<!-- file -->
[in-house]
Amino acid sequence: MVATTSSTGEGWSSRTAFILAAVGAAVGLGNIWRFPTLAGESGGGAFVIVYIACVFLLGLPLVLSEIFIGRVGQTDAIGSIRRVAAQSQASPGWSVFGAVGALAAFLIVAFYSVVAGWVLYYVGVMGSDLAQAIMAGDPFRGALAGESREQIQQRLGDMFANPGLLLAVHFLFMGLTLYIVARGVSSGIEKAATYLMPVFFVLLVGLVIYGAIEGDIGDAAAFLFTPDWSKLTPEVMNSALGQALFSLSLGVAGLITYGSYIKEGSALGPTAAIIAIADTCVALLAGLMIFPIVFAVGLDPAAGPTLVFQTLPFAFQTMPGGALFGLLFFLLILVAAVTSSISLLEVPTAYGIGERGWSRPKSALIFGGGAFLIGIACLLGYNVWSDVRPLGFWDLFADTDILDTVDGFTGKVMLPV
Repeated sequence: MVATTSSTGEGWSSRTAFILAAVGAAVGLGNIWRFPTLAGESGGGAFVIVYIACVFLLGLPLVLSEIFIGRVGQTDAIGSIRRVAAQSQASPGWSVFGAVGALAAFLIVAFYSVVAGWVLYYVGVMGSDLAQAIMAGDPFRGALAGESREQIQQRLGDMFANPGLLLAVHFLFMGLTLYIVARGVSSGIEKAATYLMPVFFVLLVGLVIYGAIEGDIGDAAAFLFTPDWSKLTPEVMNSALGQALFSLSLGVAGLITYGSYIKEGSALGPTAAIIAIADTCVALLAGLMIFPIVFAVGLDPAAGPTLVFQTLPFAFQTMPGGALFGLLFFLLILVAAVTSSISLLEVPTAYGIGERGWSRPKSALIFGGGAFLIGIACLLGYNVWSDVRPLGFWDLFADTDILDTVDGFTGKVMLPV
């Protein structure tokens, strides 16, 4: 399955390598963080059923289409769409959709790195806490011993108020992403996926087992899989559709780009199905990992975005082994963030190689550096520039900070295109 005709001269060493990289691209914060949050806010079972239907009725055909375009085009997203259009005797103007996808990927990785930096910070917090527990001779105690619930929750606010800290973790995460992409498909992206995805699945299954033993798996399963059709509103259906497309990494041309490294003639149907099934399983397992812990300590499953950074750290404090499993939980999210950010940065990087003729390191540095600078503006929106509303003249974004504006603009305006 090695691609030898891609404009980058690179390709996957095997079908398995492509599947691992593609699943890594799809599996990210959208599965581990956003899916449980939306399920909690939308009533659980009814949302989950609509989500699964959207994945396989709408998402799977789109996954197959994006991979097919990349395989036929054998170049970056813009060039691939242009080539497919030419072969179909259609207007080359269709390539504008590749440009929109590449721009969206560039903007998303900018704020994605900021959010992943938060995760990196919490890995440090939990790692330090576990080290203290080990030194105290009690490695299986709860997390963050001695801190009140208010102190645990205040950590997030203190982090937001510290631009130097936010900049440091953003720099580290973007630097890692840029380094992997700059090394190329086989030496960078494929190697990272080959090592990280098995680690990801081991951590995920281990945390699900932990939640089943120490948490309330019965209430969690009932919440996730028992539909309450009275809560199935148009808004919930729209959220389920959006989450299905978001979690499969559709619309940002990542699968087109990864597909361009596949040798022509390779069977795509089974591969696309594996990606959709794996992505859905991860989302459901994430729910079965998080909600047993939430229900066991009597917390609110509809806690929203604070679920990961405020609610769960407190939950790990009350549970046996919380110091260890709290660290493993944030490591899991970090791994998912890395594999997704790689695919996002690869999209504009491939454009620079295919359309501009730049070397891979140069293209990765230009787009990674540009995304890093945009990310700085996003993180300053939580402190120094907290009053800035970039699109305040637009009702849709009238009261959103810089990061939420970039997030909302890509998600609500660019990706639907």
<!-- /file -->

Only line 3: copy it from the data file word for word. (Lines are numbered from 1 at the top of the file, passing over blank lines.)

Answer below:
Repeated sequence: MVATTSSTGEGWSSRTAFILAAVGAAVGLGNIWRFPTLAGESGGGAFVIVYIACVFLLGLPLVLSEIFIGRVGQTDAIGSIRRVAAQSQASPGWSVFGAVGALAAFLIVAFYSVVAGWVLYYVGVMGSDLAQAIMAGDPFRGALAGESREQIQQRLGDMFANPGLLLAVHFLFMGLTLYIVARGVSSGIEKAATYLMPVFFVLLVGLVIYGAIEGDIGDAAAFLFTPDWSKLTPEVMNSALGQALFSLSLGVAGLITYGSYIKEGSALGPTAAIIAIADTCVALLAGLMIFPIVFAVGLDPAAGPTLVFQTLPFAFQTMPGGALFGLLFFLLILVAAVTSSISLLEVPTAYGIGERGWSRPKSALIFGGGAFLIGIACLLGYNVWSDVRPLGFWDLFADTDILDTVDGFTGKVMLPV